Shared Task on Cross-Genre Gender Detection in Dutch

The shared task organised in the context of CLIN29 in Groningen is concerned with binary gender prediction within and across different genres in Dutch. It is modelled along an existing shared task for Italian, GxG. Please note that we adopt a broad and non-technical notion of “genre”, as to mainly indicate different sources we obtain data from.

Important dates

October 5: train and dev data available
December 7: test data available
December 14: deadline for sending in predictions
December 21: results known for participants
January 18: short paper deadline
January 31: CLIN!

Schedule CLIN

Timeslot Program (Benedenzaal 1)
16:15 - 16:30 Introduction by GxG organisers
16:30 - 17:00 Participants' presentations
17:00 - 17:15 Discussion (everyone!)

Papers and Presentations

Authors Title Presentation?
Matej Martinc and Senja Pollak Pooled LSTM for Dutch cross-genre gender classification [PDF] Yes
Lennart Faber, Ian Matroos, Leon Melein and Wessel Reijngoud Co-Training vs. Simple SVM Comparing Two Approaches for Cross-Genre Gender Prediction [PDF] Yes
Rianne Bos, Kelly Dekker and Harmjan Setz Embedding and Clustering for Cross-Genre Gender Prediction [PDF] Yes
Eva Vanmassenhove, Amit Moryossef, Alberto Poncelas, Andy Way and Dimitar Shterionov ABI Neural Ensemble Model for Gender Prediction <[PDF] Yes
Eduardo Brito, Rafet Sifa and Christian Bauckhage Two Attempts to Predict Author Gender in Cross-Genre Settings in Dutch [PDF] Yes
Gerlof Bouma Exploring Combining Training Datasets for the CLIN 2019 Shared Task on Cross-genre Gender Detection in Dutch [PDF] No
Evgenii Glazunov Gender prediction using lexical, morphological, syntactic and character-based features in Dutch [PDF] No

Paper Format

Shared task participants are invited to submit papers describing their systems and results. The papers should be a maximum of 5 pages excluding references, and should use the ACL 2018 2-column style file. All papers will be peer-reviewed by at least 1 member of the program committee. Good papers should describe the systems in sufficient detail and provide insight into what was effective for performance on the shared task and what was not.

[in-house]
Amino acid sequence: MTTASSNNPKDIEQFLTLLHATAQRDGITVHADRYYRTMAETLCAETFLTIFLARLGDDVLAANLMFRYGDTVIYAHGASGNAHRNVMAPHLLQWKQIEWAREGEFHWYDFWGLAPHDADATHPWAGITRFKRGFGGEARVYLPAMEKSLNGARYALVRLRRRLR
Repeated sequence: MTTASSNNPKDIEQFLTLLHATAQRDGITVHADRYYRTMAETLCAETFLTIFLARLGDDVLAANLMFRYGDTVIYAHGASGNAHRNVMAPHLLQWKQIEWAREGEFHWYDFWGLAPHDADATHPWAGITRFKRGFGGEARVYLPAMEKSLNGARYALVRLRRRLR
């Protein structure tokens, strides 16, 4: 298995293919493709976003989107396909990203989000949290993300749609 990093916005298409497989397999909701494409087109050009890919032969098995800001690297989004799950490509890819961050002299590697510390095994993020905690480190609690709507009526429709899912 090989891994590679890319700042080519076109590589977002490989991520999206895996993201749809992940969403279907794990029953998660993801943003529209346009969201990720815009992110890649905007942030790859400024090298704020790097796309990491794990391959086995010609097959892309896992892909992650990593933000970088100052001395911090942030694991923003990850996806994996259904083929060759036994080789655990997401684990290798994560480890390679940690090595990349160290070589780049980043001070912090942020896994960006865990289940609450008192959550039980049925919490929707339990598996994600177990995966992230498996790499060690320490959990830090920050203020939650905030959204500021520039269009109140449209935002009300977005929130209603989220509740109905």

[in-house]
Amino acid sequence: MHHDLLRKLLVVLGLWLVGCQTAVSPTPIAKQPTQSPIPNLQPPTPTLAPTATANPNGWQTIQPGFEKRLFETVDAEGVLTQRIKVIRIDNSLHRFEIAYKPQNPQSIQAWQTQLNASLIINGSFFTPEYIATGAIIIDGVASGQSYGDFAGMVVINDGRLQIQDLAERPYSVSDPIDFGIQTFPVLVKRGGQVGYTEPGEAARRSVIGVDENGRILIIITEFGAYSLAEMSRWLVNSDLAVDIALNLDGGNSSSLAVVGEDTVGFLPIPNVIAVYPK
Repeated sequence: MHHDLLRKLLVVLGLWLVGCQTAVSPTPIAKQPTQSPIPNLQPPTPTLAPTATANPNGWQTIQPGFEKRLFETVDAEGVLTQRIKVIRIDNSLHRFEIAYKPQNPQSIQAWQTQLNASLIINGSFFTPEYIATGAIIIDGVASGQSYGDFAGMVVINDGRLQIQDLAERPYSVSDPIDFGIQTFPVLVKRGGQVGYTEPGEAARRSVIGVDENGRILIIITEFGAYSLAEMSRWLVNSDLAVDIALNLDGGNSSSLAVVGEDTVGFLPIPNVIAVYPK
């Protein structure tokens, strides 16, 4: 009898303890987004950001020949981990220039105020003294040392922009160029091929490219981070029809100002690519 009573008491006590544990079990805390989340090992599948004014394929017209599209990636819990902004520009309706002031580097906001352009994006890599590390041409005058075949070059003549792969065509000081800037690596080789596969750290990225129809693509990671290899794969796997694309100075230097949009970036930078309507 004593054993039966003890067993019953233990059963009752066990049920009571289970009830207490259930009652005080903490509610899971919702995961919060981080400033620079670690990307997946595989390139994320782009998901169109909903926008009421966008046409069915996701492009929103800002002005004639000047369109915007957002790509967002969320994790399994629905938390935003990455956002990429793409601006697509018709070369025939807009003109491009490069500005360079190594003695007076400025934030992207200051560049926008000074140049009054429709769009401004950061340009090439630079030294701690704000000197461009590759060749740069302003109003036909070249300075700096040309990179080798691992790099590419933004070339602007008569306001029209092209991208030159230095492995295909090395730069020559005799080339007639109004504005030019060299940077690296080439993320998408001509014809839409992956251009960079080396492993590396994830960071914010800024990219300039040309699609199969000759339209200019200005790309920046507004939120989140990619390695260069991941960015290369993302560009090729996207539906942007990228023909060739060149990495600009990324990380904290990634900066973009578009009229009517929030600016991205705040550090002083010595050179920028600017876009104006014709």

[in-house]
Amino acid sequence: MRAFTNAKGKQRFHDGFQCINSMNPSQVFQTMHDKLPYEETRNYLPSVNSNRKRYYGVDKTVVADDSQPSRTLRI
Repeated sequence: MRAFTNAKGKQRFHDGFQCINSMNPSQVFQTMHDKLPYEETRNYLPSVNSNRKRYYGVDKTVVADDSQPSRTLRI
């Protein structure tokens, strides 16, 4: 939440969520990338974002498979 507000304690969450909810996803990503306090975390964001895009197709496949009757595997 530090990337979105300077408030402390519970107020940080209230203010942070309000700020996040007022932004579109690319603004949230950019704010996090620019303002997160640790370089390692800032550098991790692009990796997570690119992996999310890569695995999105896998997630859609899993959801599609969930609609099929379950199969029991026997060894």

The program committee consists of:


Given a (collection of) text(s) from a specific genre, the gender of the author has to be predicted. The task is cast as a binary classification task, with gender represented as F (female) or M (male). Gender prediction will be done in two ways:

A crucial aspect of this task is designing settings, as they are key to shed light on the core question: are there indicative traits across genres that can be leveraged to model gender in a rather genre-independent way?

This question will be answered by making participants train and test their models on datasets from different genres. For comparison, participants will also submit genre-specific models that will be tested on the very same genre they have been trained on. In-genre modelling will (i) shed light on which genres might be easier to model, i.e. where gender traits are more prominent; and (ii) make it easier to quantify the loss when modelling gender across genres.

More specifically, participants will be asked to submit up to six different models:

Twitter in-genre model non-Twitter model for Twitter
YouTube in-genre model non-YouTube model for YouTube
News in-genre model non-News model for News

In the cross-genre setting, the only constraint is not using in training any single instance from the genre they are testing on. Other than that, participants are free to combine the other datasets as they wish.

Participants are also free to use external resources as they wish, provided the cross-genre settings are carefully preserved, and everything used is described in detail.


This is a binary classification tasks with balanced classes. As standardly done in author profiling, we will evaluate performance using accuracy.

In order to derive two final scores, one for the in-genre and of for the cross-genre settings, we will simply average over the three accuracies obtained per genre. We will keep the two rankings separate. For determining the official “winner”, we will use the cross-genre ranking.

For all settings, given that the datasets are balanced for gender distribution, through random assignment we will have a 50% baseline.


We use Dutch data from the following three genres:

We might also introduce a new ‘secret’ genre only at test time, to further test the portability of models without any specific tuning, but this will be confirmed later on.

Gender distribution is balanced in all datasets (50/50), and datasets in all genres are of comparable sizes in terms of tokens.

Data is made available to participants providing a link upon request. Requests must be done via email (see Contact below), and access to data will be granted.


You can contact us at:

Related work

Some related work which might interest you: